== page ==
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As Kilometrierung one continuous meter and referred km -counting along a traffic route , such as a road, a railway or a river. The center line is used as the so-called traffic axis. With the help of the kilometer it is possible to clearly name any point on a route, for example "kilometer 120". In this way, locations “on the same level” (cross line to the axis) can be described well.

Compared to the usual position information using coordinates (geographical longitude and latitude), the kilometrage is only one-dimensional. This means that each point on the axis only needs a number for its position along the line, e.g. B. "Kilometer 120.5". For the exact location of a point next to the axis, you need a distance and direction (left / right) in addition to the kilometers, for example "5 meters to the left of kilometer 22.545".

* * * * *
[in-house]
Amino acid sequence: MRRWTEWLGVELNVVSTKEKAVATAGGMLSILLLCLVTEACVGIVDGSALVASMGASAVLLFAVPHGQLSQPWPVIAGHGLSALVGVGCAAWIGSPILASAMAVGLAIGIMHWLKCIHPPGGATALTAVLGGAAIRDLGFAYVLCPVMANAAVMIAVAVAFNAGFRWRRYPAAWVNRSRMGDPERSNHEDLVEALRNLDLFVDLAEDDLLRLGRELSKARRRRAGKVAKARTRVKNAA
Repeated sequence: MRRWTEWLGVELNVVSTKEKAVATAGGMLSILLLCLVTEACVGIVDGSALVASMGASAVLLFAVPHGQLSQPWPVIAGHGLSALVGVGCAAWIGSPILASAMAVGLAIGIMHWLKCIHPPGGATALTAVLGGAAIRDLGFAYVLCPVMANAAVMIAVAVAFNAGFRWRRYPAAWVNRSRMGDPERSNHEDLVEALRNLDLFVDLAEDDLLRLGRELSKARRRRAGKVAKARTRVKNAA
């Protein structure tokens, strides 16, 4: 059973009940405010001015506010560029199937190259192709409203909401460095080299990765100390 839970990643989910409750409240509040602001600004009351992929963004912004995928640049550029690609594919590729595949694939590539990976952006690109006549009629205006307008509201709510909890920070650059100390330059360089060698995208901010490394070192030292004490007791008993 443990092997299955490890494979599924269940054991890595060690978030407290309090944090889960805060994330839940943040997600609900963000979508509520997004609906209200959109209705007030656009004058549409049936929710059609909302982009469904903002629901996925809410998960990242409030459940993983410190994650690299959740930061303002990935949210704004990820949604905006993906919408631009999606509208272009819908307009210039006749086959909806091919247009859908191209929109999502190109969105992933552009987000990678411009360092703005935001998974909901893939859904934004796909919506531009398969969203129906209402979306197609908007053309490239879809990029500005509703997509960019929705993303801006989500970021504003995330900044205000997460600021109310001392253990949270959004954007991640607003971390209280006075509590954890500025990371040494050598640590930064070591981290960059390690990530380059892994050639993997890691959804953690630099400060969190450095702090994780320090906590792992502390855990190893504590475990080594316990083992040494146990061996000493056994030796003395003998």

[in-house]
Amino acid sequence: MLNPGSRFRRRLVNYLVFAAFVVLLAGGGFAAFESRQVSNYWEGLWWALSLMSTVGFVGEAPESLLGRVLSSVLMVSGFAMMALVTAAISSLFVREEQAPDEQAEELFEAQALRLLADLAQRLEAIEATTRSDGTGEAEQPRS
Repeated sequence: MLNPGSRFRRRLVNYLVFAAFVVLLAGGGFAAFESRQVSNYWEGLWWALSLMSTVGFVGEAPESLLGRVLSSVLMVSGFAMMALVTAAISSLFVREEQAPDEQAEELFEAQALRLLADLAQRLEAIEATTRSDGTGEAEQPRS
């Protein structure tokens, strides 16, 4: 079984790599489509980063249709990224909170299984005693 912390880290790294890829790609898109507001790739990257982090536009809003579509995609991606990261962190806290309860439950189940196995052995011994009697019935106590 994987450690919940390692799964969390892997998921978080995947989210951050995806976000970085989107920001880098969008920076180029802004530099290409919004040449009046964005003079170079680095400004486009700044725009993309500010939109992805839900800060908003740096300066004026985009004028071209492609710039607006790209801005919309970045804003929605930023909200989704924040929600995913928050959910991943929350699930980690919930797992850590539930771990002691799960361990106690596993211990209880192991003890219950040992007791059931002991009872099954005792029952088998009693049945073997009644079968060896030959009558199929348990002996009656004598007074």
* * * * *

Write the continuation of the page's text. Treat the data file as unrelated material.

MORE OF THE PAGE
The equally common notion of stationing or Baustationierung is in most cases at the (sub) sections during construction and traffic planning related. The stationing is often based on locally favorable conditions with regard to its zero point (e.g. crossing point of another structure, switch start in the reconstruction section, etc.).